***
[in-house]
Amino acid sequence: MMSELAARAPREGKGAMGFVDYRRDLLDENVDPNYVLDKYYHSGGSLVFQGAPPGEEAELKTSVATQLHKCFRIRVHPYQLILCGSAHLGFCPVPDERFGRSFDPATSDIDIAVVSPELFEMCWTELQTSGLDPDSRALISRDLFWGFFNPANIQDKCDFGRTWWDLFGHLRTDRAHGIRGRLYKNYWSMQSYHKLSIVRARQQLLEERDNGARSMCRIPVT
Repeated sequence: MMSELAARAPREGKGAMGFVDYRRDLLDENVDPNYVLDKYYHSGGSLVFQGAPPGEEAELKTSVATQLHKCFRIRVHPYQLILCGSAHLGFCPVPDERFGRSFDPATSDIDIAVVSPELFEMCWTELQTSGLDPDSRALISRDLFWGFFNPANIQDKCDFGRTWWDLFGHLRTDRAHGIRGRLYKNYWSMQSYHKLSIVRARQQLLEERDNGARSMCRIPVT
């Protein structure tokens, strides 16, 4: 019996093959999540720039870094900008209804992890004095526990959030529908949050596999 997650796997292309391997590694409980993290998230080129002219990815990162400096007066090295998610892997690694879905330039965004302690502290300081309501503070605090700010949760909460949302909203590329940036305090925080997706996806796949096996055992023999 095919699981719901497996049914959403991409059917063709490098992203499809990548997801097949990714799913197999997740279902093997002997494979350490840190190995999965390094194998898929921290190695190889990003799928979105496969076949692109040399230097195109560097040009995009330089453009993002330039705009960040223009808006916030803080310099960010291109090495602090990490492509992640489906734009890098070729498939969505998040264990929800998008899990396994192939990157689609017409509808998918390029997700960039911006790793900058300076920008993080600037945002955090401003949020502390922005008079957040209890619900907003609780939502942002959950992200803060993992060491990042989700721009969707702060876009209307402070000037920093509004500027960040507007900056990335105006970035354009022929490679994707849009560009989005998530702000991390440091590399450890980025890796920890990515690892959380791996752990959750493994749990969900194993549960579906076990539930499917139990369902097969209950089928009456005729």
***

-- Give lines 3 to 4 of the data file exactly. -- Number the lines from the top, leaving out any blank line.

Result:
Repeated sequence: MMSELAARAPREGKGAMGFVDYRRDLLDENVDPNYVLDKYYHSGGSLVFQGAPPGEEAELKTSVATQLHKCFRIRVHPYQLILCGSAHLGFCPVPDERFGRSFDPATSDIDIAVVSPELFEMCWTELQTSGLDPDSRALISRDLFWGFFNPANIQDKCDFGRTWWDLFGHLRTDRAHGIRGRLYKNYWSMQSYHKLSIVRARQQLLEERDNGARSMCRIPVT
């Protein structure tokens, strides 16, 4: 019996093959999540720039870094900008209804992890004095526990959030529908949050596999 997650796997292309391997590694409980993290998230080129002219990815990162400096007066090295998610892997690694879905330039965004302690502290300081309501503070605090700010949760909460949302909203590329940036305090925080997706996806796949096996055992023999 095919699981719901497996049914959403991409059917063709490098992203499809990548997801097949990714799913197999997740279902093997002997494979350490840190190995999965390094194998898929921290190695190889990003799928979105496969076949692109040399230097195109560097040009995009330089453009993002330039705009960040223009808006916030803080310099960010291109090495602090990490492509992640489906734009890098070729498939969505998040264990929800998008899990396994192939990157689609017409509808998918390029997700960039911006790793900058300076920008993080600037945002955090401003949020502390922005008079957040209890619900907003609780939502942002959950992200803060993992060491990042989700721009969707702060876009209307402070000037920093509004500027960040507007900056990335105006970035354009022929490679994707849009560009989005998530702000991390440091590399450890980025890796920890990515690892959380791996752990959750493994749990969900194993549960579906076990539930499917139990369902097969209950089928009456005729």